In this BalletX interview, Nicolo Fonte discusses the inspiration, challenges, and themes of his 2023 full-length world premiere, ‘Sidd: A Hero’s Journey’.
What drew you to adapt the book Siddhartha by Herman Hesse?
When Christine Cox (Artistic & Executive Director of BalletX) approached me with this commission, she was keen for me to create a piece with a strong narrative. The book Siddhartha popped into my head – I felt that it’s interesting characters, beautiful imagery, and sense of movement could translate well to ballet. I was also attracted to Siddhartha’s journey as he attempts to reach spiritual transformation. I have always found the idea of spiritual transformation to be a very compelling concept. In some ways, all my work has to do with that idea. It’s gratifying to tackle it in such an overt, literal way with this particular ballet.
What are the challenges of transforming a book into a ballet?
The biggest challenge is to find freedom from absolute authenticity and faithfulness to the original narrative, while also keeping the story recognizable. Sidd: A Hero’s Journey is inspired by the book which has never been made into a ballet before, and it’s important for the audience to remember that it’s an adaptation. For example, in the book, one of the main themes follows Siddhartha trying to rid himself of his small self in order to unite with the universal Self. In the ballet, I interpret that small self as his ego, and I created a character to represent that concept. In the book, it’s just Siddhartha battling his own ego. But in the ballet, the ego is an actual external force (a dancer) representing his desires and temptations.
What are major themes that you are exploring in this work?
The main theme is really self-transformation. We follow Siddhartha on his hero’s journey as he rejects all material possessions, then finds wealth only to lose it and finally discovers he has a son only to be rejected by him, as he himself fled from his own father. These experiences awaken him to the understanding that life is like a river. There’s no beginning and no end. It just keeps going. He comes to the realization that it’s our job to find peace within ourselves, and to uncover and rediscover who we are at our essence.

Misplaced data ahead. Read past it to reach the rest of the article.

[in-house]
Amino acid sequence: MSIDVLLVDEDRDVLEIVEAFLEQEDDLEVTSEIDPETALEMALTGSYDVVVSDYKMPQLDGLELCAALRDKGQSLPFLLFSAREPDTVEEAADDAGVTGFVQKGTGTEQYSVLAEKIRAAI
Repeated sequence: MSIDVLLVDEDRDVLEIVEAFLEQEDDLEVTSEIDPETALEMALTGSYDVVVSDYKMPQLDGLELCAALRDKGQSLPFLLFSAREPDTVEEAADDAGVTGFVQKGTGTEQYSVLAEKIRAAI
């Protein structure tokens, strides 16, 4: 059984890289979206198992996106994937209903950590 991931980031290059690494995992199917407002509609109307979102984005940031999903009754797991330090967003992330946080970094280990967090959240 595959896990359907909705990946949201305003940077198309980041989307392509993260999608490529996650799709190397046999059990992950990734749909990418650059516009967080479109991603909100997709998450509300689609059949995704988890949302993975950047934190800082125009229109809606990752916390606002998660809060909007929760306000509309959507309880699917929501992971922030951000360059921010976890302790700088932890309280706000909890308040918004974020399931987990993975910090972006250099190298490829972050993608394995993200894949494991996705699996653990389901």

Where are you setting the ballet, in both time and location?
The ballet is set in a sort of anywhere, anytime. That was a creative choice – I wanted to drill down to just the themes of this book, and discovering ways to express those ideas through dance. I worked closely with Nancy Meckler, who served as Artistic Collaborator on this piece. Working with Nancy not only helped me to form the synopsis for the ballet but also to see the universality of this story, and the understanding that self-transformation and spiritual awakening can happen anywhere and everywhere. It is an inward journey manifested outwardly.
How are you incorporating scenery into the storytelling process?
There is a fabulous set in the ballet designed by Set and Lighting Designer, Michael Korsch. Michael and I both wanted something that could create different environments on stage to enhance the idea of a journey. Michael devised the set to be modular, constantly moving and changing along with our hero. The set is physically manipulated by the dancers, and it becomes part of the choreography. It’s really the 13th member of the cast.
Don’t miss the Philadelphia premiere of Nicolo Fonte’s ‘Sidd: A Hero’s Journey’, July 12-23 at The Wilma Theater. Purchase Summer Series tickets today!